The word is getting out. Mulching the garden beds is becoming more and more popular. Nonetheless, I still see bare ground on many gardens and that bare ground is bare due to one of three reasons: 1) Freshly tilled and planted. 2) Intensive weeding all the time. 3) Toxic and cancer-causing poison sprayed on the ground around the plants that provide our food…that we eat…and feed our family with. Yes, I kinda drug out the #3 point. Regardless, why don’t all homesteaders and gardeners mulch their garden beds? Maybe they don’t realize how FREE mulch is.
In this article, we’ll discuss:
- How to Make Mulch (with Video)
- What Kind of Mulch to Use
- Where to get FREE Mulch Material
- The Benefits of Mulch
How to Make Mulch
Dry, airy straw and hay makes an OK mulch. The problems with dry grass-like mulches are:
They Blow Away
They Will Not Pack Down
They Don’t Break Down As Readily (good and bad)
They Don’t Insulate The Soil as Well
Weeds Have an Easier Time Popping Up
There’s a SUPER simple solution: soak your mulch before laying it down and around your plants.
Step 1: Obtain or Grow straw, alfalfa, grass, or other non-composted material (if you are going to apply a top layer of compost, do it first and then add the mulch).
Step 2: Fill a container packed-full of the dry mulch. You can use a garbage can, 55-gallon barrel, ICB tote or other large container.
Step 3: Fill the packed container with water and weigh the dry mulch down with a heavy object like a rock. As the dry material soaks up the water, it will start to “rise” out of the container and the top will dry out.
Step 4: Soak the material for 24-48 hours. A little longer will be OK but too long will result in the mulch becoming rancid and began to become anaerobic (decomposition without oxygen). That means it’ll stink the high heaven BUT will be A-OK for the garden. As a matter of fact, it may be even more beneficial for the garden despite the stink…but your neighbors will think otherwise. Not to mention, YOU will not want to smell it either if your garden beds are close to the house or where you spend time outside. It’ll attract flies too.
Step 5: Remove the soaked mulch with a pitchfork or other device and transport it to the garden beds you will be applying the mulch to.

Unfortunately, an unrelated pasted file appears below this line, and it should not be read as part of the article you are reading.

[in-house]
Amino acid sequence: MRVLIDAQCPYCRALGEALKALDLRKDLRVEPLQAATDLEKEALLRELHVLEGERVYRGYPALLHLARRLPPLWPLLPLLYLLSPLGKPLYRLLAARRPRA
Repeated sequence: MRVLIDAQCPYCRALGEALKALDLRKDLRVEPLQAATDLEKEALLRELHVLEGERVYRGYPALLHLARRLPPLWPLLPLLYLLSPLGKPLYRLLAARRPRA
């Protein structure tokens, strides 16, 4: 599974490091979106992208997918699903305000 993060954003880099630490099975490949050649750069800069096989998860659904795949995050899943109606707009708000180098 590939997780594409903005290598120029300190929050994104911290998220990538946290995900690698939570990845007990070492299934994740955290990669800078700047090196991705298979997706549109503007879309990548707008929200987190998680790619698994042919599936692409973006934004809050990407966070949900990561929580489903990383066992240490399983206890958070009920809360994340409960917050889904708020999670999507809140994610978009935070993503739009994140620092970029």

Step 6: Using gloved hands, apply the mulch to the garden beds. Lay it on thick!!
Now, if you are asking, “Why ‘gloved-hands’?” This mixture will began to decompose almost within the hour you soak the straw. The smell will permeate your skin if you bare-hand this stuff. I don’t want to shy you away from creating mulch like this in fear of walking around smelling like a cow’s behind for a day or two. Use an old pair of kitchen gloves or non-sterile medical gloves and you’ll be A-OK. Like cow manure and other decaying, organic materials you add to your garden soil, organic mulches and compost stink…pure and simple.
The water that is left over in the container can be used to water your plants, used to start the next batch of mulch soaking or can be just dumped out onto the ground.
What Kind of Mulch to Use
We use organic mulch. When I say, “organic,” I am not necessarily referring to the USDA’s “organic” reference. I am referring to simple, carbon-based compounds. You know; stuff that comes from living stuff and contains no artificial compounds such as rubber, dyes and the like.
Finding (or even being able to afford) mulch that is officially classified as USDA “organic” mulch may not be a viable possibility. Nonetheless, we strive to use organic (from living matter) mulch grown “organically.” Clear as mud, right?
I like wood chips for my pathways and wood bark mulch for my perennial garden beds that are street-visible. I like straw for my garden beds that contain my annuals and other perennials that are in the back of the homestead. Why? Because the wood chips last a lot longer and the straw can be soaked and laid on thick. You can lay wood chips on thick too but not as thick as straw. Straw will break down easier and render the nutrients to the soil more readily than wood chips. And I would consider straw less of a carbon-thief than wood chips. This is not a debatable preference. It’s okay to use straw for the pathways and wood chips for the beds. It’s okay to use wood chips for everything and straw for everything. This is the methods that works for me.
If you take dry straw and lay it on the garden beds, it’s going to blow away and you’ll be hard pressed to get a good, insulating volume of straw down that will preserve the moisture and soil temperature to “make it all work.”
I would avoid artificial mulches such as rubber mulches. Do they work…I can assume that they may work but if you ever change you mind…what a mess you’ll have. Rock mulch will work but then again…nope. Don’t use rocks unless they are great, big rocks. Very large rocks will hold the moisture, maintain soil temperatures and have 100% water run off (to your plants). Plus, rocks last forever! The small rocks will work themselves into the soil and…well…nope. I just don’t like small rock mulch.